Panchen Lama tomb, very similar in size and scale to the Dalai Lama tombs in the Potala Palace.

You can't help but feel obtrusive in these important places of worship and pilgrimage

Actually, Lloyd almost ended up in a scrap with a German when we refused to take a picture (with the German’s camera) using our rather expensive ‘photo license’! The German walked off in a blaze of George Bush related insults, not realizing that Lloyd understands German. When Lloyd asked him to be respectful of the sacred surroundings, it set our swastika-tattooed ‘friend’ off even more, and he had to be restrained by his poor wife!


A brief stop in Sakya felt like an itinerary-filler to us, although to be fair our visit was quite restricted as the bulk of the 13th century Monastery is under major renovation. Sakya is notable for its survival of the Cultural Revolution and – while the few buildings we saw yielded little of interest – we did enjoy our walk around the Monastery walls which offered splendid views over the beautiful surrounding countryside.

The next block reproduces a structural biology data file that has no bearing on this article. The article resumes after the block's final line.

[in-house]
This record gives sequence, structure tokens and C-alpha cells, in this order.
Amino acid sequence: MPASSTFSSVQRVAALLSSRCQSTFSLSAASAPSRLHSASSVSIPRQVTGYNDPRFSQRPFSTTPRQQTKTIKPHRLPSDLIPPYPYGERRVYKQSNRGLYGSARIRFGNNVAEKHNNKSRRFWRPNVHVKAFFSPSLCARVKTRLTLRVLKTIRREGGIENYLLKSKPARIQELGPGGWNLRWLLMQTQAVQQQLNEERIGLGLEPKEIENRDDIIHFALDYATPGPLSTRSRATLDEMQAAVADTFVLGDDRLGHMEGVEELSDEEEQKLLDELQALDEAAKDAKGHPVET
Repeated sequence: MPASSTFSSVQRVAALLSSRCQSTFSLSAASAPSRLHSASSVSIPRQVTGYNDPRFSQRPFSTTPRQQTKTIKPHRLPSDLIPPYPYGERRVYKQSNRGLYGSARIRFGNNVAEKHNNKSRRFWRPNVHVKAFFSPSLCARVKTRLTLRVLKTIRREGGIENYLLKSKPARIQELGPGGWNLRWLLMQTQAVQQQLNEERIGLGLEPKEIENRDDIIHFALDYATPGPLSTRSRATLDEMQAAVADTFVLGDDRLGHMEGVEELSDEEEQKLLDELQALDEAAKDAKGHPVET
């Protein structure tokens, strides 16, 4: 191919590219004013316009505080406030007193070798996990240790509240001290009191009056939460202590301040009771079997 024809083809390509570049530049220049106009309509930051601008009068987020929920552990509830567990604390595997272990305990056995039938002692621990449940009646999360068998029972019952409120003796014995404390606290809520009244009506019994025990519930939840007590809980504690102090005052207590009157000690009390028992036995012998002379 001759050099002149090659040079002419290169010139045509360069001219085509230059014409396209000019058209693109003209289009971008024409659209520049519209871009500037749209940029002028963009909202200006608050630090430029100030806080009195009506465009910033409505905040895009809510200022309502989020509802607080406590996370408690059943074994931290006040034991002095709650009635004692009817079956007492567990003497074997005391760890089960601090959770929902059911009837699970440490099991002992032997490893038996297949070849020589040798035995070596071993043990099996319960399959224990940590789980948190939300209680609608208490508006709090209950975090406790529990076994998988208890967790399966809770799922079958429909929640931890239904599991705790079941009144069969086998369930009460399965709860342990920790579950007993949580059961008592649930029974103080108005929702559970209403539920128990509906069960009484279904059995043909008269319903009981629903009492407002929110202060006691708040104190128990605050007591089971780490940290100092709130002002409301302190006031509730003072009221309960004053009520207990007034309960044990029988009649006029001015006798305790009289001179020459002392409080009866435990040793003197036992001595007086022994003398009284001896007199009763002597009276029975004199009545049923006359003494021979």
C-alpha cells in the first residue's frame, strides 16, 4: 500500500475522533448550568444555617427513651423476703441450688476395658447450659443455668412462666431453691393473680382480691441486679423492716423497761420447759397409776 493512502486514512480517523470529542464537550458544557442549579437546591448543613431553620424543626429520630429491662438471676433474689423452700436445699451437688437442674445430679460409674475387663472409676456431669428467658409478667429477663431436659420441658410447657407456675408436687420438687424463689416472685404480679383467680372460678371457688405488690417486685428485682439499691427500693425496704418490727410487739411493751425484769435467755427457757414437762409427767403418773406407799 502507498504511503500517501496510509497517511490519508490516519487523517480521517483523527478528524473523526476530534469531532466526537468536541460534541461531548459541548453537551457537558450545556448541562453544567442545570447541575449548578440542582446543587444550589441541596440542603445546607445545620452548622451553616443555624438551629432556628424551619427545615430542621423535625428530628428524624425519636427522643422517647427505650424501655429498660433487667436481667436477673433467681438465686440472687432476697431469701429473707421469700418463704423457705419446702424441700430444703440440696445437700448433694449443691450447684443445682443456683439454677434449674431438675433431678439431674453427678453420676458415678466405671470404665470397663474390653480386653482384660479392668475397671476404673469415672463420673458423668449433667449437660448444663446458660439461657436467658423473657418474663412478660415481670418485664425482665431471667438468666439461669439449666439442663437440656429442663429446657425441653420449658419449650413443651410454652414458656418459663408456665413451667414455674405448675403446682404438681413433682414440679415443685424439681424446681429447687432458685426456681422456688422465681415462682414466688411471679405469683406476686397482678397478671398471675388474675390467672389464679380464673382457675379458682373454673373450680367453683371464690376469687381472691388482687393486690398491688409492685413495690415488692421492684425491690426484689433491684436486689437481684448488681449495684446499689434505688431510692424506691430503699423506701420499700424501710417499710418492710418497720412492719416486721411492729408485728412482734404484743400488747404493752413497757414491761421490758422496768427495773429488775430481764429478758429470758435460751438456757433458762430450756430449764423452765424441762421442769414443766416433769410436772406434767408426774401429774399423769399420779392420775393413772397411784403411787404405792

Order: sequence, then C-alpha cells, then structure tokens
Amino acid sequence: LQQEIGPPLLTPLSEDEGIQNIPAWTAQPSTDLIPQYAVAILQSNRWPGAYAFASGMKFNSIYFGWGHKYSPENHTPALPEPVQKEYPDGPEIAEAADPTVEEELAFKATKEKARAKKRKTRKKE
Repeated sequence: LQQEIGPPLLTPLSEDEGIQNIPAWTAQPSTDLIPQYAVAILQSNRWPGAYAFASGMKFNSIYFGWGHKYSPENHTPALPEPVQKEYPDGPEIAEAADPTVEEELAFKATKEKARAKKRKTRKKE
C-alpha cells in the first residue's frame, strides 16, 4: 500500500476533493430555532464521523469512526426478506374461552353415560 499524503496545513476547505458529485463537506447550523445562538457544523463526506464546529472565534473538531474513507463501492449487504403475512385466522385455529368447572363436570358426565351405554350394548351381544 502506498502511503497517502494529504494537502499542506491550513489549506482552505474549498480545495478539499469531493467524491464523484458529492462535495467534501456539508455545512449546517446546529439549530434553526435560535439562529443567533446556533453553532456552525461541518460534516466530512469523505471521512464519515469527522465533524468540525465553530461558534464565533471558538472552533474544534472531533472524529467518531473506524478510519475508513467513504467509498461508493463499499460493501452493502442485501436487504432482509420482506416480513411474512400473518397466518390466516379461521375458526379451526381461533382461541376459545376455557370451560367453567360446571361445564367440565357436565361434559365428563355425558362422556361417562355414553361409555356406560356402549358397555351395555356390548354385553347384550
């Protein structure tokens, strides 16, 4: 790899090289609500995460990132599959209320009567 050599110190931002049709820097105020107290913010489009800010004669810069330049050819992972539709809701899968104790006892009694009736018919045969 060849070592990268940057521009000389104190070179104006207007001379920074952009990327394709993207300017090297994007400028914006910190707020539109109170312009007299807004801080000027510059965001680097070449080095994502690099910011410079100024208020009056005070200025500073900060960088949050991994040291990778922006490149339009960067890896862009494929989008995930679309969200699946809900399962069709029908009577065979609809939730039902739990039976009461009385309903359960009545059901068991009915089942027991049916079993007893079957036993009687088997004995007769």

In one of the corner towers of the wall, we happened upon a darkened room filled with retired and gruesome Spitting Image puppets (no doubt there is some Buddhist symbolism here, but the few monks who discovered our presence seemed a little nervous about it so we didn’t ask!).

Sakya was far too remote a town to ask any questions about this stuff

After the Monastery, we wandered around the town, which yielded another selection of yak limbs, entrails and even fur for sale. In case you’re wondering, and according to Lloyd, yak tastes like a chewy, gamey beef.

More Yak for sale! Lloyd assures me its quite tasty, but seeing it like this was enough to put me off!

Posted by jacquiedro 20:14 Archived in China Tagged round_the_world Comments (1)

On to Everest Base Camp!

Will You Miss Us While We're Gone?

sunny 15 °C

We'll be out of internet-range for the next five days as we continue the journey to Everest Base Camp and then on to Kathmandu. Expect several updates early next week! As well, we've got a bunch of videos to upload from the last few days. We weren't able to do so today because, well......

In the meantime, our Mothers will be sad to learn that our life expectancies have just declined by about half a year after the three hours spent in the smokiest internet cafe in Tibet. Possibly the world. We're not talking SLOW, we're talking a sloth genetically modified with a snail and reconstituted in a jar of molasses.

Posted by lloydthyen 20:41 Archived in China Tagged round_the_world Comments (0)